I usually work between 40 and 45 hours per week (no weekends). I got severe anxiety in the middle of my PhD, so I worked hard to have a more balanced domestic and work life. I would say I’m very happy with my current job. I’m really enjoying guiding and mentoring PhD students in our group. My typical day at work (which is of course limited due to COVID limitations) would be split between guiding PhD students (they just started with their first experiments) and my own research project.
If in academia, do you work directly with partners in government, private-sector, creative industries, spiritual groups, native peoples and materials / areas important to their cultures, and / or professionals involved in lobbying or policy development?
During my PhD, I was involved in a European Innovative Training Network (http://metal-aid.eu/) that is part of the Marie Sklodowska-Curie Actions program, and we had partners from the government and industry (consulting firms). Through our project partners, we were able to study contaminated sites (https://www.danishsoil.org/testsites/index.php). Our results are being communicated to politicians via our government partner to evaluate the revised estimates of necessary efforts and costs for remediation.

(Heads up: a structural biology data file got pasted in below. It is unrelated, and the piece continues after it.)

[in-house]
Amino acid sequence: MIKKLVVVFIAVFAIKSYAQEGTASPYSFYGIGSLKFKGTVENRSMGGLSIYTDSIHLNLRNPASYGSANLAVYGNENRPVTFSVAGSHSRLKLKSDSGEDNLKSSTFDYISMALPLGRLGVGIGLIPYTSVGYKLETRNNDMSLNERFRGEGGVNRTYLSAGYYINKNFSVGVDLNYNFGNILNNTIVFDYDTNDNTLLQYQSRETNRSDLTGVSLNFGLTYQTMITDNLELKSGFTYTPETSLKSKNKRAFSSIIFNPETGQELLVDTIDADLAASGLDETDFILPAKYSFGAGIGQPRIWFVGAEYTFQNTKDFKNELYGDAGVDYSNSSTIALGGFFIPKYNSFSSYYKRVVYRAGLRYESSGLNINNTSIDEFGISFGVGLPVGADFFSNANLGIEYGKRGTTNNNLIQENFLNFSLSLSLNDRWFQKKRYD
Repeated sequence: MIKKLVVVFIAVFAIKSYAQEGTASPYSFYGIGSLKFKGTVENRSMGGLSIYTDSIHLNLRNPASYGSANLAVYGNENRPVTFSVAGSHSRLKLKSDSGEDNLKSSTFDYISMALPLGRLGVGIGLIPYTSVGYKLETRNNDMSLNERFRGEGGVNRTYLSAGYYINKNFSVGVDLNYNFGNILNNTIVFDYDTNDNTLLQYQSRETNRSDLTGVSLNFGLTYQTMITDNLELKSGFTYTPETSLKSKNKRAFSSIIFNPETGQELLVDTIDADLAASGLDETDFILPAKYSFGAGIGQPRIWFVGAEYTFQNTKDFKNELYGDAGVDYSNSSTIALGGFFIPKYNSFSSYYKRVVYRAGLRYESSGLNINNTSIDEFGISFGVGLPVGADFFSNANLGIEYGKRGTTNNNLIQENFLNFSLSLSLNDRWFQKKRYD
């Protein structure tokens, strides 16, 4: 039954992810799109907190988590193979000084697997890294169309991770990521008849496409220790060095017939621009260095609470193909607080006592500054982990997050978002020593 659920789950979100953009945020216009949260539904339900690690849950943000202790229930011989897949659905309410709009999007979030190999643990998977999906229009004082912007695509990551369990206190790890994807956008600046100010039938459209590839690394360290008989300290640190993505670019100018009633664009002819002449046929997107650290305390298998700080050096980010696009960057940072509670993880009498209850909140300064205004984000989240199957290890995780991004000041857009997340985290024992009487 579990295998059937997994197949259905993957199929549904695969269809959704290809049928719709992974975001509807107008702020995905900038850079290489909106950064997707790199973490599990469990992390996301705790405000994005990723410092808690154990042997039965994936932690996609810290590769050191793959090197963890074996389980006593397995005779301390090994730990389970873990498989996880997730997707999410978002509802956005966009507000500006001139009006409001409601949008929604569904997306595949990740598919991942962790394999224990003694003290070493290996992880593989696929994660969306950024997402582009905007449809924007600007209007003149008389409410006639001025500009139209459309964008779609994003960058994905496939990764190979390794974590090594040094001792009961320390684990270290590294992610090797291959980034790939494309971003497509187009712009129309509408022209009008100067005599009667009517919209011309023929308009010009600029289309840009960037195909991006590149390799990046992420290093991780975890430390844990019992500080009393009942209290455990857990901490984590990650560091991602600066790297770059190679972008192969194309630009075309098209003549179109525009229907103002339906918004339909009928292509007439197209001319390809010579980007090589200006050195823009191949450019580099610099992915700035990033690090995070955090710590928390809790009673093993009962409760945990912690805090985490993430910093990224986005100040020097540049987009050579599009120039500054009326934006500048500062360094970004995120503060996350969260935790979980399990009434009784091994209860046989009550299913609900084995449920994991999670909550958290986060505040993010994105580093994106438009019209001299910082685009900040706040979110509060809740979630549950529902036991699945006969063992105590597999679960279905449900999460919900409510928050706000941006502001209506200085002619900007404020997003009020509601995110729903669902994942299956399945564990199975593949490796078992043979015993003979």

What are the most enjoyable aspects of your job and what do you like most about your working environment?
I think the most enjoyable aspects of my current postdoc at GFZ are good research management / leadership, working with colleagues from different parts of the world (11 countries) and opportunities for mentoring students.